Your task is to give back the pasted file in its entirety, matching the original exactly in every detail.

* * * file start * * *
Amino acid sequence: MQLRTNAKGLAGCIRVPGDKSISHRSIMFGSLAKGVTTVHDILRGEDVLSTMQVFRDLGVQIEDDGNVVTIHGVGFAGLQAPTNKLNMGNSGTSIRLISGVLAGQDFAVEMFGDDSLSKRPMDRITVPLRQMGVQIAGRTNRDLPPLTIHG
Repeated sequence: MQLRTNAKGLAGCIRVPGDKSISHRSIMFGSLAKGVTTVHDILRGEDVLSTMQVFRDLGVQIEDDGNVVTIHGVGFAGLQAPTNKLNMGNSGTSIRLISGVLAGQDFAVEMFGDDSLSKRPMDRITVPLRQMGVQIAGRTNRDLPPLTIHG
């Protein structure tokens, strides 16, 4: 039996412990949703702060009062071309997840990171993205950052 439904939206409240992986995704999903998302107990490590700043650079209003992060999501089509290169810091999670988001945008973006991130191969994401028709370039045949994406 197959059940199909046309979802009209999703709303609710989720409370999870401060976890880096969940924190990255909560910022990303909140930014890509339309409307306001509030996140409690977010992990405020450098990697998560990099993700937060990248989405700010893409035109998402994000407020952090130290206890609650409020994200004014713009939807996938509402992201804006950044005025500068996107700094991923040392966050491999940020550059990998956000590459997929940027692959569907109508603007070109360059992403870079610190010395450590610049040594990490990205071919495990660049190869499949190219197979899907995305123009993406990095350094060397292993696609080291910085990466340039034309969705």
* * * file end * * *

Amino acid sequence: MQLRTNAKGLAGCIRVPGDKSISHRSIMFGSLAKGVTTVHDILRGEDVLSTMQVFRDLGVQIEDDGNVVTIHGVGFAGLQAPTNKLNMGNSGTSIRLISGVLAGQDFAVEMFGDDSLSKRPMDRITVPLRQMGVQIAGRTNRDLPPLTIHG
Repeated sequence: MQLRTNAKGLAGCIRVPGDKSISHRSIMFGSLAKGVTTVHDILRGEDVLSTMQVFRDLGVQIEDDGNVVTIHGVGFAGLQAPTNKLNMGNSGTSIRLISGVLAGQDFAVEMFGDDSLSKRPMDRITVPLRQMGVQIAGRTNRDLPPLTIHG
């Protein structure tokens, strides 16, 4: 039996412990949703702060009062071309997840990171993205950052 439904939206409240992986995704999903998302107990490590700043650079209003992060999501089509290169810091999670988001945008973006991130191969994401028709370039045949994406 197959059940199909046309979802009209999703709303609710989720409370999870401060976890880096969940924190990255909560910022990303909140930014890509339309409307306001509030996140409690977010992990405020450098990697998560990099993700937060990248989405700010893409035109998402994000407020952090130290206890609650409020994200004014713009939807996938509402992201804006950044005025500068996107700094991923040392966050491999940020550059990998956000590459997929940027692959569907109508603007070109360059992403870079610190010395450590610049040594990490990205071919495990660049190869499949190219197979899907995305123009993406990095350094060397292993696609080291910085990466340039034309969705």